Q&A with Candice van Litsenborgh

We welcomed Candice van Litsenborgh to the SBAM family recently! Welcome Candice! We hope you feel your new home will be prosperous, warm, and of course, theatrical. Candice stars in her new play, Vacancy at the Alexander Bar Theatre. We chatted to her about this upcoming bit of romance-come-tragicomedy-come-physical-theatre.

Q1: Tell us a little more about Vacancy, your new play.

Vacancy: a quiet romance, is our 3rd theatre piece under the Canned Rice Productions banner. The first was Understudy Blues, a musical comedy cabaret, followed by From The Heart, an autobiographical drama about June Carter Cash,with live music woven into the story.

The two characters, Eleanor and Gavin, are two lonely people who live next door to each other in an apartment block next to a park. They’re both a bit socially awkward, but that doesn’t stop them from living full and rich lives – even if some of it is a complete fantasy.

The show relies entirely on music, soundscape and physicality to create mood, environment and tell the story. We both love animated films and one thing we noticed was that some of the most powerful story telling has no dialogue at all. Think of the beginning of Up, Wall-E and most of the Pixar short films. So this is our version of a Pixar short, with real people, for stage and not as short, with a little pinch of French romance (think Amelie).

Q2: How has it been working with your partner, Richard Wright-Firth, for this production?

We met on stage at the 48 hour play festival and other than a brief kids edutainment show around the same time we haven’t been on stage together again. We’ve been wanting to perform together for years but the opportunity never arose. So we created it instead.

The more we work together, the more we’re able to define our roles in Canned Rice. We trust and respect each other’s skills, our thoughts about what we’re trying to say and why we feel the story is important and that’s what gets us through any major difficulties. It can be tough wearing so many different hats within the company and also separating the two relationships. The important thing is having an outside eye, so we brought on Claire-Louise Worby to direct. Sometimes you need a tie-breaker: a question that leads to a better decision or just the reassurance that what you’ve created together is actually translating from discussion to stage the way you intended.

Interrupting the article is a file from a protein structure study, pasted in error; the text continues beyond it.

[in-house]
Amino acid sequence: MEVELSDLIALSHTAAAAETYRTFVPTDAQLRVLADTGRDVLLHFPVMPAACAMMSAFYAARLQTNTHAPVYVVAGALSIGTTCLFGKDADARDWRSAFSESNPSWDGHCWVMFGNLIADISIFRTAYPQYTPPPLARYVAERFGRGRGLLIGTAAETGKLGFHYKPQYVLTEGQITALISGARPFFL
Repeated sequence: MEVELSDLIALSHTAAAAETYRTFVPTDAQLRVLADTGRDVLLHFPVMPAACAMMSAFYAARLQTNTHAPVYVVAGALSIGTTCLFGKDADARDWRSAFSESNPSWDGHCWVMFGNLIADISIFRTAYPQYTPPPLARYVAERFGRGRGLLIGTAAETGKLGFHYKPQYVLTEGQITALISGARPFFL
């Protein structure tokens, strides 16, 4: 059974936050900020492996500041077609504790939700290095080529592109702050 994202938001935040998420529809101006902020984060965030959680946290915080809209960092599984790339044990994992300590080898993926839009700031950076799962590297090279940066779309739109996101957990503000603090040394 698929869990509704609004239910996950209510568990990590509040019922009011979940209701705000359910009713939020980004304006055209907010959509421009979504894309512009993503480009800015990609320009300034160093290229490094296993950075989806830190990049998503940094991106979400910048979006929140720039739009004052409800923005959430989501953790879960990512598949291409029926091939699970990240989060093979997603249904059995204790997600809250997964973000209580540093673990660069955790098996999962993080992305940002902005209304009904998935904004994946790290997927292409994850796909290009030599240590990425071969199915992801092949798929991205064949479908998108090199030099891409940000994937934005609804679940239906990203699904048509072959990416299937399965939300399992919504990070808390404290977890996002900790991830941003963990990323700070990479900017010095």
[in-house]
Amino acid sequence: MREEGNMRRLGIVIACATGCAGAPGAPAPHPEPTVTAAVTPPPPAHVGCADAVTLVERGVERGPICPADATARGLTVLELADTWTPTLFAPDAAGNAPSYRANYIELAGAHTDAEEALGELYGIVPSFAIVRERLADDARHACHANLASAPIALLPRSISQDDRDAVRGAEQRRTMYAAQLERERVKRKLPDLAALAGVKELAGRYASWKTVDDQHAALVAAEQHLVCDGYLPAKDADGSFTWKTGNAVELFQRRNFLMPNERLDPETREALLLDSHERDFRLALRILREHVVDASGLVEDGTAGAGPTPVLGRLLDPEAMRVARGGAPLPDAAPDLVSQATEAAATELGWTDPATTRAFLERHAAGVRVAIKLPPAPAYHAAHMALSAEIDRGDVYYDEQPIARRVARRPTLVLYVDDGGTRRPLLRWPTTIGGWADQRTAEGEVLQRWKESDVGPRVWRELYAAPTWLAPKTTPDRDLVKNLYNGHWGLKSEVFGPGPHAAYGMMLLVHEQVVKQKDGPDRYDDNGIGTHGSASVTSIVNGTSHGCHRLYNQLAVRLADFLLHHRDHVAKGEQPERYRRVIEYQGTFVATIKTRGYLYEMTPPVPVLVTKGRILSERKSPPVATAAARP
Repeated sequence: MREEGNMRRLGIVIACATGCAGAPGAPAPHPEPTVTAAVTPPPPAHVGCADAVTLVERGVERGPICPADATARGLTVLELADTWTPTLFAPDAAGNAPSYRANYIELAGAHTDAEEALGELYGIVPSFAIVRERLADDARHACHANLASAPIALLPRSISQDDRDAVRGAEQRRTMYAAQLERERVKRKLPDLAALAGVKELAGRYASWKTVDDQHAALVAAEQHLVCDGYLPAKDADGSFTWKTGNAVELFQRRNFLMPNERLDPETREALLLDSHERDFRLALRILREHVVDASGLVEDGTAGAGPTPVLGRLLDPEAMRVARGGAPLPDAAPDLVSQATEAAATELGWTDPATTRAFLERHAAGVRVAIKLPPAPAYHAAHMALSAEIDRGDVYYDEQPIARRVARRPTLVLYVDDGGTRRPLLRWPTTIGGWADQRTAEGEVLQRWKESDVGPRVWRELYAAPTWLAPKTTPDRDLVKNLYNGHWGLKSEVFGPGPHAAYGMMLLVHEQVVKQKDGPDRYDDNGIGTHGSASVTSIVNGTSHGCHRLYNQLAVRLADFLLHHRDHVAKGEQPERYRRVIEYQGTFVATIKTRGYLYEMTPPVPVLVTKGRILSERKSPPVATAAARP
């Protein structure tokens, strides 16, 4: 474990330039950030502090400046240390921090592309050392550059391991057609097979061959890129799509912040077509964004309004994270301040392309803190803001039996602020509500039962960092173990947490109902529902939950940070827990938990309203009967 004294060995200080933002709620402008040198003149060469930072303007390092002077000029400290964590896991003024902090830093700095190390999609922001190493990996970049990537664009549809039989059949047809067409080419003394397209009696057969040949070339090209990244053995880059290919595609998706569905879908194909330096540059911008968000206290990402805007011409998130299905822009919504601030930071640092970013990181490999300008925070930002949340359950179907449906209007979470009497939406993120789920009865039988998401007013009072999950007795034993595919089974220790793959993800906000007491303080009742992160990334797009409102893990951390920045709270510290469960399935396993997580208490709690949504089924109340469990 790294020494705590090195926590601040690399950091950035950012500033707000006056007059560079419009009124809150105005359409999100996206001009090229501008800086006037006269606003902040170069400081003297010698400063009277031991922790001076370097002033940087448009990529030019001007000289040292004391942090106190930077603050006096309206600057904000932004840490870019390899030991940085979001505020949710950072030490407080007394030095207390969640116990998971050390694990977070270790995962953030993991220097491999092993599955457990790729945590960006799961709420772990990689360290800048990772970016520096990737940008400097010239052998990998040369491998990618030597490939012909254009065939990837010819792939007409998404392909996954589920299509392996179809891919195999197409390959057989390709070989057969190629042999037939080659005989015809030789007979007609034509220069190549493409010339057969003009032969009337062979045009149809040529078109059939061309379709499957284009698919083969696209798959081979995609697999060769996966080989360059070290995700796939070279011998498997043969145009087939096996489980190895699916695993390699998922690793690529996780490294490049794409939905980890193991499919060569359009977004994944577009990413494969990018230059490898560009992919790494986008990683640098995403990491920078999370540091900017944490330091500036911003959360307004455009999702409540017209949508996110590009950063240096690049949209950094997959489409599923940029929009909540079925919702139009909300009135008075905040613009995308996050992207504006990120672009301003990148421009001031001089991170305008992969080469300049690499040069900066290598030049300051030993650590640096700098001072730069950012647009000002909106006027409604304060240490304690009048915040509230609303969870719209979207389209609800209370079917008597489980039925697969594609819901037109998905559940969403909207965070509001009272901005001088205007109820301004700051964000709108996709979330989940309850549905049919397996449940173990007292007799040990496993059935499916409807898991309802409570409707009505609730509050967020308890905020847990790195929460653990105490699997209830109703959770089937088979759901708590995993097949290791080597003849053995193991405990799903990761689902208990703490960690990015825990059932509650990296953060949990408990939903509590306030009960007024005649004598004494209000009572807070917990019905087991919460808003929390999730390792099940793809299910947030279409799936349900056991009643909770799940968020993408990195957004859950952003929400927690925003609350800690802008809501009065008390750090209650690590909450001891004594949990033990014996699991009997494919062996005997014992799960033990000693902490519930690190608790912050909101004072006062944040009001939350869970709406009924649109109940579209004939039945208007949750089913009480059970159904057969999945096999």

Q3: You and your partner created this play. What is your process?

We started off with two separate shows. Richard had a really strong and melancholy image in mind and wanted to find the full story of the man that went with the image. I had written half a play years ago and abandoned it because there was something missing and I couldn’t figure out what it was. As he explored his story and spoke about wanting to create something that transcended the need for language and focused instead on non-verbal communication and physicality, I realized the title of my play suited his better.

From there I stripped my story down and he built his up until it came to a logical next step, which is the framework of the show, and then, using the skills of Wayne Joshua of Africa Audio Post, we built the soundscape.

Q4: You seem to have quite a diverse CV. Do you have one particular area that you enjoy most? Musicals? Straight plays? Drama? Comedy? 

I love exploring different aspects of performance and recently I’ve also started putting my writing out there. I’m definitely an eternal student and I don’t think this is a career where you’re ever done learning and growing. Every skill you acquire adds something to you – personally and professionally. I do have a special place in my heart for Shakespeare and I feel most at home doing roles like Helena in a Midsummer Night’s Dream, but I have the most fun doing ridiculous farce. I’ll drop everything to be in a Sondheim musical but my favourite role so far was in a Greek tragedy – playing Clytemnestra. I don’t think I’ll ever settle for one “favourite” because there’s still too much to discover.

Don’t forget to book your tickets for Vacancy here.

Image: Candice van Litsenborgh

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